In his laugh-out-loud Ted talk, sustainable development expert Ernesto Sirolli says every business needs three things to be successful: someone to make the product, someone to sell the product, and someone to look after the money.
“Guess what?” he continues. “We have never met a single human being in the world who can [do all three]. It doesn’t exist. This person has never been born.”
Many new small businesses have difficulty accomplishing all three of these tasks, because early ventures are often led by a single person with an idea. The “product” person, if you will. They are the one who gets the inspiration to make something, afterall.
But some entrepreneurs are lucky enough to recognize the need for a crack team of capable people to fill each role. When a budding company recognizes it early, you get success stories like New Belgium Brewing Company.
Like most tiny, new businesses, New Belgium began as the brainchild of a “product” guy. Or perhaps more accurately, a “beer” guy by the name of Jeff Lebesch. He loved beer, mountain biking, enjoying nature, and being in Belgium, and it was on a day in 1988 when he had done all three that he made up his mind. He was going to start making craft beer in his basement. He did just that after returning to Fort Collins, and made two brews (now favorites among New Belgium customers) with only an idea and a handful of international ingredients.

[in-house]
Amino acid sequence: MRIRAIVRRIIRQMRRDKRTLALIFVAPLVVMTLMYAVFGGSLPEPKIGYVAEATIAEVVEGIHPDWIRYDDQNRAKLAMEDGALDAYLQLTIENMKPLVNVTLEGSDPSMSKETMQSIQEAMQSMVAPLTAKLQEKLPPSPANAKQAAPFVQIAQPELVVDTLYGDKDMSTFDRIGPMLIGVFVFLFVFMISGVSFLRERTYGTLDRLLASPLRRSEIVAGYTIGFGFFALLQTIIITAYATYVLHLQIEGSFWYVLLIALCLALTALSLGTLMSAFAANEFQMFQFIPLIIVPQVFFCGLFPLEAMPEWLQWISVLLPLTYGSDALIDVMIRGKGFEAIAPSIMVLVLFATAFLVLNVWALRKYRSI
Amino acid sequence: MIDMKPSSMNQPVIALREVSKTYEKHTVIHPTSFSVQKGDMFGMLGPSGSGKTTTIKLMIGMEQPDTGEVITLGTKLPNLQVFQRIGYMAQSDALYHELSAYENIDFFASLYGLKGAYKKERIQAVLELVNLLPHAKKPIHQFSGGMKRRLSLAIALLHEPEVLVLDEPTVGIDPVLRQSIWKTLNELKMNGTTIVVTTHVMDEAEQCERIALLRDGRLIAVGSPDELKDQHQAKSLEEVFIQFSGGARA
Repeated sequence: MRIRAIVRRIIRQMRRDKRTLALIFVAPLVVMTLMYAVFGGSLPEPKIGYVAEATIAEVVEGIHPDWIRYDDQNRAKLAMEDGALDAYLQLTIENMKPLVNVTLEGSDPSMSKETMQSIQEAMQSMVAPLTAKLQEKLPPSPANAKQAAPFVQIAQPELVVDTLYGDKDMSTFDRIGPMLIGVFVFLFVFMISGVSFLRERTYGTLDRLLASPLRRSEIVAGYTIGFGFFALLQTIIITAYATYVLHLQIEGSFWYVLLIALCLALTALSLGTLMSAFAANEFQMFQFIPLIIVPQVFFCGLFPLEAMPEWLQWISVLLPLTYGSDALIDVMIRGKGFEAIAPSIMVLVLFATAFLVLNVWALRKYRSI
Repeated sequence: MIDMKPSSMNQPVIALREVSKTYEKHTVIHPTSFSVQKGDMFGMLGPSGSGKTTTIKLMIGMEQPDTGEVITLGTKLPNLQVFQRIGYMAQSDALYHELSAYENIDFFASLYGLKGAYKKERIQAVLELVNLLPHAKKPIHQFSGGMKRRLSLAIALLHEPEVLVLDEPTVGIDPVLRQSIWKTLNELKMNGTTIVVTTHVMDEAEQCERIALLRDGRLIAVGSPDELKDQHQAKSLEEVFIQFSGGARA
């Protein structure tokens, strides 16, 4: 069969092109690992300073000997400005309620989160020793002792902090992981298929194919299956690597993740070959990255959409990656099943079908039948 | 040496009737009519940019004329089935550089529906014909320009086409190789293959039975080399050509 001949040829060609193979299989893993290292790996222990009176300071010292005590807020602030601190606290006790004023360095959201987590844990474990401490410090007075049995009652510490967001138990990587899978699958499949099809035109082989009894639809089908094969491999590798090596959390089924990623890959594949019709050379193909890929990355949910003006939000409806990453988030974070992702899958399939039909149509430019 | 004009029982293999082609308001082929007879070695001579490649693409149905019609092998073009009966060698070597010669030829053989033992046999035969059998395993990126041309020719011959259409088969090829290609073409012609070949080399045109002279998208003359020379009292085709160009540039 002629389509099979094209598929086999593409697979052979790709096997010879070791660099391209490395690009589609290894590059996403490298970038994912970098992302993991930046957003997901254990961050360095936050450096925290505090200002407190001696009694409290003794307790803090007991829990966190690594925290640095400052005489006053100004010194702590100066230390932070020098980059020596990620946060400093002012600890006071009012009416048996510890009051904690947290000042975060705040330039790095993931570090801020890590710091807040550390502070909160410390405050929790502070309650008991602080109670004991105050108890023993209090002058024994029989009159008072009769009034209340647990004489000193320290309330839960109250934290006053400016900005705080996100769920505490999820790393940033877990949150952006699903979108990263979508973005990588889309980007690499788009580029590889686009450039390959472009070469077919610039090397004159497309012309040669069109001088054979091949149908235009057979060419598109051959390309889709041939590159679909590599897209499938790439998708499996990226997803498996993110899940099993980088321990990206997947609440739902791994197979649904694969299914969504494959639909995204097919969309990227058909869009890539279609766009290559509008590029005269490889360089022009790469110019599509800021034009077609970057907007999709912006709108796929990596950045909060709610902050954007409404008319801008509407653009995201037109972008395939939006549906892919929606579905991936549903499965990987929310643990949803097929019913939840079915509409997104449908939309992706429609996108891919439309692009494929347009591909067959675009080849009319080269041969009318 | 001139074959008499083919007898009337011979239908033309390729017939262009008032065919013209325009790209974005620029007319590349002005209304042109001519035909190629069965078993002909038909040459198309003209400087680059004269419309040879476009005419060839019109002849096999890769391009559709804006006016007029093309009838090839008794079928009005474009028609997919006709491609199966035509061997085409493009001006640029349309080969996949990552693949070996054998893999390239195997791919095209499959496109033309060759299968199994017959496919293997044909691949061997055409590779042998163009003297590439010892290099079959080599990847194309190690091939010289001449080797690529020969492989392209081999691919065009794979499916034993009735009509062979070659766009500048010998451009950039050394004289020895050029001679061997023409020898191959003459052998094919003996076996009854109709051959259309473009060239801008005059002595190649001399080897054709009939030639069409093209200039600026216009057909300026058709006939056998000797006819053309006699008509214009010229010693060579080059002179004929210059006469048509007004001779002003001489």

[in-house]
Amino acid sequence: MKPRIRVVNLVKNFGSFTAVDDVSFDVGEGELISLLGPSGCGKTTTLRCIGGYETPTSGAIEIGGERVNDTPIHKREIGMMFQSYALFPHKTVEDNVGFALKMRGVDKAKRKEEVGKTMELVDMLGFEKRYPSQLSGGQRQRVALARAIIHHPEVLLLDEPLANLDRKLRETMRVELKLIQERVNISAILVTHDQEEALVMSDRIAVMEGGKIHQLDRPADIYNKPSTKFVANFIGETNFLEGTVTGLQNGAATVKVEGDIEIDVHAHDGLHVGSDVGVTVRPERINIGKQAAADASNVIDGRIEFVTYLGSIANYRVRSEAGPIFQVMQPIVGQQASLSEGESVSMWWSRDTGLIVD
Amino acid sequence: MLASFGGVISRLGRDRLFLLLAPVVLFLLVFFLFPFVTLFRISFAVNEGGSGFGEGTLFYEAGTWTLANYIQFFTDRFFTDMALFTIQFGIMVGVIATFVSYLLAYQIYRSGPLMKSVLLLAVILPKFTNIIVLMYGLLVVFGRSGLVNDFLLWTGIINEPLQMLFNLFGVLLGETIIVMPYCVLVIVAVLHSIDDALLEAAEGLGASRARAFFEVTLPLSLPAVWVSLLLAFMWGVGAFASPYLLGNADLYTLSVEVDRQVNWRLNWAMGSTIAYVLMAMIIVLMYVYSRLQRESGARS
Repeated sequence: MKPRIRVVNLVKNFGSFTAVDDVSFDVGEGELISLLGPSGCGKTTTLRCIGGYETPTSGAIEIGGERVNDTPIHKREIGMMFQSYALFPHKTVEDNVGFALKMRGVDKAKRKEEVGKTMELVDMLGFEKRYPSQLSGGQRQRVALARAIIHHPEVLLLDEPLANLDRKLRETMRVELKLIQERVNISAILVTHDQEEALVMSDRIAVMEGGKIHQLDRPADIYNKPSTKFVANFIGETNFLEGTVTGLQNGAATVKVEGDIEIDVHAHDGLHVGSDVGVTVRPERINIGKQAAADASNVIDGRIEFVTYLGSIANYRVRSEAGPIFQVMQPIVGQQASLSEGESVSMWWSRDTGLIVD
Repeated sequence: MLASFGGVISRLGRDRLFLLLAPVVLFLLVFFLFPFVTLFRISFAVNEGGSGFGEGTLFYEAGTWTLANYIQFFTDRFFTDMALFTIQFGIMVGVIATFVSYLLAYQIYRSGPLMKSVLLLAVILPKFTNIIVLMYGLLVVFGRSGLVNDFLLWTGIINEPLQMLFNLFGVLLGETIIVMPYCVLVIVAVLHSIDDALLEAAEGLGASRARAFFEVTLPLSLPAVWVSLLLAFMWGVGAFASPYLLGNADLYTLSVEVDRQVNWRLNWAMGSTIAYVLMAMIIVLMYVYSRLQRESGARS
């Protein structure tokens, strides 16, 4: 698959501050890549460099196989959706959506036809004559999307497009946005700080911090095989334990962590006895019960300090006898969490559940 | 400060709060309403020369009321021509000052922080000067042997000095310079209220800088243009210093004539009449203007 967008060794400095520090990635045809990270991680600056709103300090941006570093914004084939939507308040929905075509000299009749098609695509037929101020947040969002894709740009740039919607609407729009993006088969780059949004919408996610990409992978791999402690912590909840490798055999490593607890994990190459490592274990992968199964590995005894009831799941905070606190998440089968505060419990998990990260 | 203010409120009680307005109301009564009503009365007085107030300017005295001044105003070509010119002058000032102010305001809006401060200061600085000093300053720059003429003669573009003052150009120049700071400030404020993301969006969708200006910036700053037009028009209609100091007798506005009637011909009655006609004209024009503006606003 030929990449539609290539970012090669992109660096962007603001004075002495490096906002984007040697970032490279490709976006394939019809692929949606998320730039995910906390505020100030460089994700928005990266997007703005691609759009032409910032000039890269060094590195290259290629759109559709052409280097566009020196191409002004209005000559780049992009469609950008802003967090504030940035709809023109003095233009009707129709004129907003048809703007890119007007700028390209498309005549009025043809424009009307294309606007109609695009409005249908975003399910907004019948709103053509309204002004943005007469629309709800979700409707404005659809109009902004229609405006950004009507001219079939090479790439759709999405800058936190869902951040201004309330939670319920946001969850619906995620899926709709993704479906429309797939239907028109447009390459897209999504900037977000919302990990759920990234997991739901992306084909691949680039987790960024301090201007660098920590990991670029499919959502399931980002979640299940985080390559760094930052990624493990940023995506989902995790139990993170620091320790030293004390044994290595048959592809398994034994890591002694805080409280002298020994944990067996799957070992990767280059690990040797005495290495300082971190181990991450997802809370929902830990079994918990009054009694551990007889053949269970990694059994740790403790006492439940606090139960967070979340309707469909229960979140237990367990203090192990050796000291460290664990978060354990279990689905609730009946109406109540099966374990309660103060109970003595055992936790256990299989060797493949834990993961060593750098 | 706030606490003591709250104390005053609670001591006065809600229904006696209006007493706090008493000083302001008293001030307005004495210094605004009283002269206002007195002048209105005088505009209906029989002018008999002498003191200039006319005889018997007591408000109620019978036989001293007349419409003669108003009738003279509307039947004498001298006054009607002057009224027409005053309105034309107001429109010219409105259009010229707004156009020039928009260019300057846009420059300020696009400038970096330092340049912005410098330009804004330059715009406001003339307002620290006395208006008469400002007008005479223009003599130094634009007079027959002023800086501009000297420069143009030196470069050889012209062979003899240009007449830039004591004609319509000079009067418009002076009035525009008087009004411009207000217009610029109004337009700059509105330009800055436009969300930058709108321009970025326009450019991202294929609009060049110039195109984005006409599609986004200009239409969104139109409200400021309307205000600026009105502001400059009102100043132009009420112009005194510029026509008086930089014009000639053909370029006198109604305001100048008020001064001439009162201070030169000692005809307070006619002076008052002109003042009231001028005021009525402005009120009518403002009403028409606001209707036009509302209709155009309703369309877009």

But that would probably have been the end of Jeff’s brewing success had his wife, Kim Jordan, not taken on the role of bookkeeper, salesperson, distribution manager, and more. With her help, the basement brewing operation made waves in Fort Collins. But even with two people running the show, New Belgium would hardly have reached beyond its local acclaim had they not added the watercolor art of (their neighbor) Anne Fitch, whose style and visual brand direction made their helped make their product competitive on shelves around the nation.
As members of the original team have moved on to new ventures, other key players have taken their place. New brewmasters, new artists, and so on, always maintain the balance of what they call “bottom-line, barrels, and books.”
New Belgium Brewing Company also takes firm stances on sustainability and local engagement, which is only possible for small and medium businesses when they have all their ducks in a row, operationally. That’s one of the perks of having a great team: combined, they can are even more productive than each acting separately.
If you are just starting out as a small business owner, or a basement entrepreneur, take a lesson from New Belgium and be sure to pursue the right combination of people to make your dream a reality. You may not be able to pay them much (or anything!) at first, but better to owe yourself and a partner some money than never get your idea off the ground at all.
With the right team beside you, any idea is well within your reach. Without the right people, even great ideas can fail before they get a chance to soar.